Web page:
Kirtland officials are gung-ho about the technology, which could provide the kind of generating resiliency the military is seeking to power up bases and installations around the world with self-sustaining electric systems, said Col. David S. Miller, U.S. Air Force commander for the 377th Air Base Wing at Kirtland.

“We are looking at sustaining infrastructure and ensuring mission readiness in a way that is safe, secure, reliable, and cost-effective,” Miller said in an Emera news release announcing the new technology. “The Emera project is right in line with what we are trying to do.”

The pilot project – created in collaboration with Sandia National Laboratories through a Cooperative Research and Development Agreement with Emera – provides a testbed for potential, future deployment of the microgrid system at Kirtland, and possibly elsewhere, Miller told the Journal.

“Energy resiliency is key to mission effectiveness,” Miller said in an email to the Journal. “… We’re looking forward to the learnings that we will achieve with this emerging technology and the prospect of the future development of an integrated smart system that meets the needs of Kirtland’s vital missions.”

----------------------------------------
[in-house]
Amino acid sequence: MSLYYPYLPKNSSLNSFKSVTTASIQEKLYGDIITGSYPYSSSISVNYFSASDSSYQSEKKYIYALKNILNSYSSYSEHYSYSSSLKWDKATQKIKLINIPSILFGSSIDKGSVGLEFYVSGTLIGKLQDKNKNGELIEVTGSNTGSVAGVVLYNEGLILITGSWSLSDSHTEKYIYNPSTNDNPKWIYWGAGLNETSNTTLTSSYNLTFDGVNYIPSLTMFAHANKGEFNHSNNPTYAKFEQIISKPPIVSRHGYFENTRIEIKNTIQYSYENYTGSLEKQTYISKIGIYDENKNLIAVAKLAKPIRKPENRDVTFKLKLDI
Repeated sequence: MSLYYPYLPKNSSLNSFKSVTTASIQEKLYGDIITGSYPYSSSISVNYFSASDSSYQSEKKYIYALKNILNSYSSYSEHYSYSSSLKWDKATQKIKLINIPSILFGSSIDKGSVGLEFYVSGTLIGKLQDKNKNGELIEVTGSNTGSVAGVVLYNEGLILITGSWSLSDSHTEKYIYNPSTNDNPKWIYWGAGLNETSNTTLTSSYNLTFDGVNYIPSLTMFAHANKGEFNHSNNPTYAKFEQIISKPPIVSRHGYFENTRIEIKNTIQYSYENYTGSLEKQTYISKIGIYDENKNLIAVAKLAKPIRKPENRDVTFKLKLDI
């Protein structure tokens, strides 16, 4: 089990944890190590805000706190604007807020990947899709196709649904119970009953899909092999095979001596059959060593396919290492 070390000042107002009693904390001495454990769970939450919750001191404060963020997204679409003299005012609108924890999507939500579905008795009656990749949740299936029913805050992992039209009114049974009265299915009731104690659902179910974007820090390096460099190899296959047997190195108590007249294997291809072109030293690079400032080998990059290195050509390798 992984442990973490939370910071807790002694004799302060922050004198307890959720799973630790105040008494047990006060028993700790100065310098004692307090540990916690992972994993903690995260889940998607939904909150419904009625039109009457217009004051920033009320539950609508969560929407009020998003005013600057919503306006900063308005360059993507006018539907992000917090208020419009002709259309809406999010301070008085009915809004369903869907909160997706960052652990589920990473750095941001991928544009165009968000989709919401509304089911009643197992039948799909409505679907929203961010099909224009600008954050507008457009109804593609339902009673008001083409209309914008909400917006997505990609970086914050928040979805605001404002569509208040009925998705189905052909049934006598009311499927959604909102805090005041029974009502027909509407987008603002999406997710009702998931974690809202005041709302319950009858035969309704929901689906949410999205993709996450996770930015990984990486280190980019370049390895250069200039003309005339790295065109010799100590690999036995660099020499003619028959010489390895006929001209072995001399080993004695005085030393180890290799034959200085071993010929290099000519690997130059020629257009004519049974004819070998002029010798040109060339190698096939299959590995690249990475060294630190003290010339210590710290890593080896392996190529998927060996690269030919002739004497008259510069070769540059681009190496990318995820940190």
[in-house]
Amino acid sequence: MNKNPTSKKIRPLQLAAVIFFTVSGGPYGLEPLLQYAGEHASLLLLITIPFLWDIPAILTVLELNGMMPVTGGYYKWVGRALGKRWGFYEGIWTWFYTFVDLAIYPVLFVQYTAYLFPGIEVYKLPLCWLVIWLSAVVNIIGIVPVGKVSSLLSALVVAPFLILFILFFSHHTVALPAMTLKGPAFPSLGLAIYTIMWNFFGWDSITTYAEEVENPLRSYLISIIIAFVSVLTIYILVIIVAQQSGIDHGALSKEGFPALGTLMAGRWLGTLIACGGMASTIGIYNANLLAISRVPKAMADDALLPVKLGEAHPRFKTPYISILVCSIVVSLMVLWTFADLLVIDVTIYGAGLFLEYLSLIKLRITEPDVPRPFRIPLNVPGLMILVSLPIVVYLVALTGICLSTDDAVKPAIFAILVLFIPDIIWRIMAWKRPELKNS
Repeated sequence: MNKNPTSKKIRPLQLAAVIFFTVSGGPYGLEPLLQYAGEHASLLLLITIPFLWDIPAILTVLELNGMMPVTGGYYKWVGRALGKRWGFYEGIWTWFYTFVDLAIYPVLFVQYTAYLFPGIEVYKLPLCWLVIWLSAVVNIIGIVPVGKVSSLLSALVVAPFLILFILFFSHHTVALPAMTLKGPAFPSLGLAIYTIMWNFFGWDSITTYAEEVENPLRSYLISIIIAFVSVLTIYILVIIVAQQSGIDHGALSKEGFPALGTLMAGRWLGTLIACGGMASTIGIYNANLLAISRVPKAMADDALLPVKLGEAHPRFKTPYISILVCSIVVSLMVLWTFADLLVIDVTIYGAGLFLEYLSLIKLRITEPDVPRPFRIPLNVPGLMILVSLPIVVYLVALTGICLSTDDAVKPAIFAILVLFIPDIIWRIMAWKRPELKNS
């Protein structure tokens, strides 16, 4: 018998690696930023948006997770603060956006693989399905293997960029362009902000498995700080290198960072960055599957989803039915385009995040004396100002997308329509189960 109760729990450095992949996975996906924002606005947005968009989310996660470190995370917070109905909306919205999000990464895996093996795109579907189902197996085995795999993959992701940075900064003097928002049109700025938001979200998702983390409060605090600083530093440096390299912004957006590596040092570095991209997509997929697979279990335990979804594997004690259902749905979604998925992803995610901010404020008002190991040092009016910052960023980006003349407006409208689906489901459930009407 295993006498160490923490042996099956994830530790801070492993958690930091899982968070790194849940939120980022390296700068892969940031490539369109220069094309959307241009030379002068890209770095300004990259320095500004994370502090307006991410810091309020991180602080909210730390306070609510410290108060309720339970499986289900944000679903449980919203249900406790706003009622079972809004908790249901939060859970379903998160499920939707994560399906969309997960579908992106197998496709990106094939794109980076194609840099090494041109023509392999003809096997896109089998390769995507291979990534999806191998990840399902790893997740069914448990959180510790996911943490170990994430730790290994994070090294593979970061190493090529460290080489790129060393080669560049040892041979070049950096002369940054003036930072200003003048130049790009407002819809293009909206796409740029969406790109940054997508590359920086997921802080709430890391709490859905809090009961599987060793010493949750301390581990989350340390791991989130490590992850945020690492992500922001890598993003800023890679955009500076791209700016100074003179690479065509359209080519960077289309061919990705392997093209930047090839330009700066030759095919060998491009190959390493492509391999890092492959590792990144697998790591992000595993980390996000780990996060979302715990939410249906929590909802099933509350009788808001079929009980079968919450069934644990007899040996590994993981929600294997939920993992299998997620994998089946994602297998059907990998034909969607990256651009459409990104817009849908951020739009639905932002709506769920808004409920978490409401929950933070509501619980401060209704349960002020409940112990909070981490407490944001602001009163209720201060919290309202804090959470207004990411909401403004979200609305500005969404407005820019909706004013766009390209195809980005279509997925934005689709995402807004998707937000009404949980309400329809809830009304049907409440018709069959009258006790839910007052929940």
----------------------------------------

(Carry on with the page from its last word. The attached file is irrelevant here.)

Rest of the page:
Localizing the grid

For Emera, the project is the first step toward commercial deployment of its new BlockEnergy Smart Platform, which the company plans to unveil publicly for the first time Oct. 21-22 during the North America Smart Energy Week, an annual renewable energy industry conference and trade show, said Emera Technologies CEO Rob Bennett.

The system could offer utilities nationwide and beyond the opportunity to harness solar power for the first time through local community platforms that generate and distribute renewable electricity right where it’s needed – and which can also give back excess electricity to the broader grid as needed, Bennett said. That could help utilities meet emerging renewable mandates and energy decarbonation goals in a new, more efficient way while providing consumers access to solar electricity with no out-of-pocket costs to them.